To be specific, in the encoder part, the initial output channel number in the input layer is 32. Continuous stride-two convolutional layers are applied to extract images' high-level features. The channel number is doubled per each downsampling resulting from the stride-two convolutional operators until a feature number of 512 is reached. There are nine layers in the encoder part, which leads to a bottleneck feature with a size of 1×1, meaning that the associated receptive field covers the entire image with a size of 512×512. In the decoder part, a concatenation operation fuses the low-level and the high-level features. The output channel number is one for the last output layer in the decoder part. As with the HRNet, the convolutional layer contains three operators: convolution, instance normalization, and ReLU.

All other training details for the U-Net were the same as for the HRNet introduced above.

2.2.5. Evaluation metrics

In this work, we evaluated the models' performance quantitatively in terms of the root-mean-square error (RMSE) and the structure similarity (SSIM) [44]. The RMSE is defined as

RMSE=x¯y~22,
where x¯ and y~ represent the evaluated image and the associated NDCT image, respectively, if available.

The SSIM is defined as

SSIMx¯,y~=2μx¯μy~+a12σx¯σy~+a1μx¯2+μy~2+a2σx¯2+σy~2+a2,
where μx¯ and σx¯2 represent the mean value and the variance, respectively, of the denoised image x¯; the same notations also apply for the NDCT image. We selected a1=1×104 and a2=9×104 to stabilize the calculation process.

We quantified the detectability of lesions via the contrast-to-noise ratio (CNR). The CNR is defined as follows:

CNR=2|μfgμbg|σfg+σbg,
where μfg and σfg correspond to the mean value and the standard deviation, respectively, of the foreground (fg) region of interest (ROI). The same naming rules apply to the background (bg) ROI.

2.2.6. Noise analysis

As mentioned above, the model was trained with paired LDCT-NDCT images, where both the input LDCT and the target NDCT images were contaminated by noise. More specifically, the target NDCT image contained realistic quantum noise (denoted as target noise hereafter), while the input LDCT image contained both the target noise inherited from the NDCT image and the added simulated noise (denoted as added noise hereafter). We decided that it would be interesting and valuable to analyze whether the trained denoiser can remove both the target noise and the added noise.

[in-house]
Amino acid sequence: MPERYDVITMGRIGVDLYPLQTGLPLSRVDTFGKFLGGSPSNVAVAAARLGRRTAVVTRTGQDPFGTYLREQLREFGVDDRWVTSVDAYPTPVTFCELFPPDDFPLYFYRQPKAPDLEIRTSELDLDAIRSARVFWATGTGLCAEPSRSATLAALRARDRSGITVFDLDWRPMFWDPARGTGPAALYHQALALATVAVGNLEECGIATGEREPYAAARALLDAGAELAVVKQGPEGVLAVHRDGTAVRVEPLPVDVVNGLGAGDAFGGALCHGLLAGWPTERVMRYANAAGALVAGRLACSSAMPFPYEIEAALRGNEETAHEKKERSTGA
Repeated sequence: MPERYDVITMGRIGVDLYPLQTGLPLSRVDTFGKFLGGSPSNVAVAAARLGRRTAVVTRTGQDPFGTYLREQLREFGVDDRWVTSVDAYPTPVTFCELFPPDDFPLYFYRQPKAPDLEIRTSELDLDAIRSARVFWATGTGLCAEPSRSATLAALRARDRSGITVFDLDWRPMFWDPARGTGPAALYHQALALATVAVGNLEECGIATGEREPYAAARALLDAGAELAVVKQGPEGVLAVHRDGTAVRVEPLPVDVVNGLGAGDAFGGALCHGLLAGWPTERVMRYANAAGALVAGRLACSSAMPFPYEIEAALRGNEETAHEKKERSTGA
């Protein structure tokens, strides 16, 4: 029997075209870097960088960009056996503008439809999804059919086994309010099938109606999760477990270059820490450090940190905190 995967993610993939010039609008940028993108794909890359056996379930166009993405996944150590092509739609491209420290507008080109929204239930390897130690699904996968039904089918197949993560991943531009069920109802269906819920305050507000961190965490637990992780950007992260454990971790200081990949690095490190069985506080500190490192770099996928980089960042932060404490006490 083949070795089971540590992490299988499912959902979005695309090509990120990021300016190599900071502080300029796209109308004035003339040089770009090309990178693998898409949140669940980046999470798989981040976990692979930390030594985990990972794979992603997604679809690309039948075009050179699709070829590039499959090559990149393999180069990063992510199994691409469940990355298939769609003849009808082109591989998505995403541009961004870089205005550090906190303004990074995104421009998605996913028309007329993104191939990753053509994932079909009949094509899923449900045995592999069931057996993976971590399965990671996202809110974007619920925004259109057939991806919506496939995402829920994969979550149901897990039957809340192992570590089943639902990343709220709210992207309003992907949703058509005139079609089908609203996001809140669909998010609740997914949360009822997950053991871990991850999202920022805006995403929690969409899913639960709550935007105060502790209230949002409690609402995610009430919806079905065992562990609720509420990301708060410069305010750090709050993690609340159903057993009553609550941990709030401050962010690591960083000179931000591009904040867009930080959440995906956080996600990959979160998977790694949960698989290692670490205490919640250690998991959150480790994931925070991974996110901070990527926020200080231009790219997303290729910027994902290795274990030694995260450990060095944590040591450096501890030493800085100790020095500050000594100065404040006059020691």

We first defined the difference between the input LDCT and the output denoised image as removed noise. We used the cosine correlations between the removed noise and the added noise or the target noise to characterize the composition of the removed noise. More specifically, since the target noise is coupled with the underlying clean image, and there may be a certain number of structures in the removed noise, we calculated the cosine correlations based on the high- frequency components, where the majority is the noise. In this work, the high- frequency components are defined as those frequencies in the ranges of π,150256π and 150256π,π. Moreover, we also calculated the projection lengths from the removed noise to the target noise and the added noise to quantify how much target noise and/or added noise was removed. The projection length from vector a to another vector b is defined as

Pba=|a|×ab|a||b|×b|b|=ab|b||b|b(3)

As a showcase, we used all the slices from one patient in the validation dataset to analyze the noise correlations.

3. RESULTS

Figure 2 presents the denoised results for a slice in the validation dataset corresponding to the abdominal site. It is obvious that both denoisers effectively suppressed the noise, as shown in Figure 2(b) and 2(c). Compared to the NDCT image in Figure 2(d), the U-Net–based denoiser produced an image with much inferior resolution. The HRNet-based denoiser introduced here produced an image (Figure 2[c]) with much better resolution than the U-Net–based denoiser, but with slightly inferior resolution to the NDCT image. These phenomena can be clearly observed from the zoomed-in views displayed in the second row of Figure 2. In addition, the noise level of the image associated with the HRNet-based denoiser is much lower than that of the NDCT image. Another interesting finding is that using the U-Net–based denoiser led to strong artifacts around the boundary of the bone, as indicated by the red arrows in the third row of Figure 2. By contrast, the HRNet-based denoiser faithfully restored the underlying structures around that region.